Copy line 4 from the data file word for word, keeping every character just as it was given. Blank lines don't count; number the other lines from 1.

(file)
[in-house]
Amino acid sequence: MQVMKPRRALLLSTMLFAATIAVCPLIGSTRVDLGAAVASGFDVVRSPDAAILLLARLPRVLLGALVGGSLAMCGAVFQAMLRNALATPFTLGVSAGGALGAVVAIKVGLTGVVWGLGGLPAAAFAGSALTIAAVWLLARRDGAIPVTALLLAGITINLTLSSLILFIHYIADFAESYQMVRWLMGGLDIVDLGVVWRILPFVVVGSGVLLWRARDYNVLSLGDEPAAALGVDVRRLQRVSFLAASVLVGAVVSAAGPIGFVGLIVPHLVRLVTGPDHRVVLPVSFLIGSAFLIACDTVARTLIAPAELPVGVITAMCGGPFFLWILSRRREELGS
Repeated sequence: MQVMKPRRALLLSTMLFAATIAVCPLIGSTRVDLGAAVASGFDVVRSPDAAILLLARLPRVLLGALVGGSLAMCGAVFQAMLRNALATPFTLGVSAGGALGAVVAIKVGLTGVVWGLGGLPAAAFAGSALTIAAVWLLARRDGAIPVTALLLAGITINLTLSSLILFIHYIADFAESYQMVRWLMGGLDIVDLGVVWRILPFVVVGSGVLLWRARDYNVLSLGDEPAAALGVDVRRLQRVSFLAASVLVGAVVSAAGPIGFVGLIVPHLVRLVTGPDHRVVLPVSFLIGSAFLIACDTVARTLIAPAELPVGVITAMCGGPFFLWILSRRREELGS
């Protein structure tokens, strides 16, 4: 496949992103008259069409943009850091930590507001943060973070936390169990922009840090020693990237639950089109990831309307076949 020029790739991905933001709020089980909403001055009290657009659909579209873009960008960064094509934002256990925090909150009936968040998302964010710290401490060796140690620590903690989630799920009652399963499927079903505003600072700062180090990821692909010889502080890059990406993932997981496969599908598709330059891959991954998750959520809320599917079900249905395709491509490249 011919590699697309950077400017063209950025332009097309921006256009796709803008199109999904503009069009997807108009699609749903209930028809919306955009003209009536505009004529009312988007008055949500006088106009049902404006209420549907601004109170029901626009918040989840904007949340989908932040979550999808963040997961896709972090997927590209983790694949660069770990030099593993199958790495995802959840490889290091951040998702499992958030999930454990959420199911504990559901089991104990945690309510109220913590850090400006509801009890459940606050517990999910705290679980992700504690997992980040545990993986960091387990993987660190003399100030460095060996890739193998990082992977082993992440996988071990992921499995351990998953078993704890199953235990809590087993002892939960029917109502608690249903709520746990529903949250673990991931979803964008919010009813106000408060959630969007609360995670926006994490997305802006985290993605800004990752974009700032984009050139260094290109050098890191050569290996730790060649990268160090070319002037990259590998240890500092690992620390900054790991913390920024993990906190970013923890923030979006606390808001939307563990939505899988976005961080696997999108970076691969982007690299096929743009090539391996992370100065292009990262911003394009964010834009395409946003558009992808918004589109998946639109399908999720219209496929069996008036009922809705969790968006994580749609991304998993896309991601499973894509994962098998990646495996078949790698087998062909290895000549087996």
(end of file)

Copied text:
């Protein structure tokens, strides 16, 4: 496949992103008259069409943009850091930590507001943060973070936390169990922009840090020693990237639950089109990831309307076949 020029790739991905933001709020089980909403001055009290657009659909579209873009960008960064094509934002256990925090909150009936968040998302964010710290401490060796140690620590903690989630799920009652399963499927079903505003600072700062180090990821692909010889502080890059990406993932997981496969599908598709330059891959991954998750959520809320599917079900249905395709491509490249 011919590699697309950077400017063209950025332009097309921006256009796709803008199109999904503009069009997807108009699609749903209930028809919306955009003209009536505009004529009312988007008055949500006088106009049902404006209420549907601004109170029901626009918040989840904007949340989908932040979550999808963040997961896709972090997927590209983790694949660069770990030099593993199958790495995802959840490889290091951040998702499992958030999930454990959420199911504990559901089991104990945690309510109220913590850090400006509801009890459940606050517990999910705290679980992700504690997992980040545990993986960091387990993987660190003399100030460095060996890739193998990082992977082993992440996988071990992921499995351990998953078993704890199953235990809590087993002892939960029917109502608690249903709520746990529903949250673990991931979803964008919010009813106000408060959630969007609360995670926006994490997305802006985290993605800004990752974009700032984009050139260094290109050098890191050569290996730790060649990268160090070319002037990259590998240890500092690992620390900054790991913390920024993990906190970013923890923030979006606390808001939307563990939505899988976005961080696997999108970076691969982007690299096929743009090539391996992370100065292009990262911003394009964010834009395409946003558009992808918004589109998946639109399908999720219209496929069996008036009922809705969790968006994580749609991304998993896309991601499973894509994962098998990646495996078949790698087998062909290895000549087996």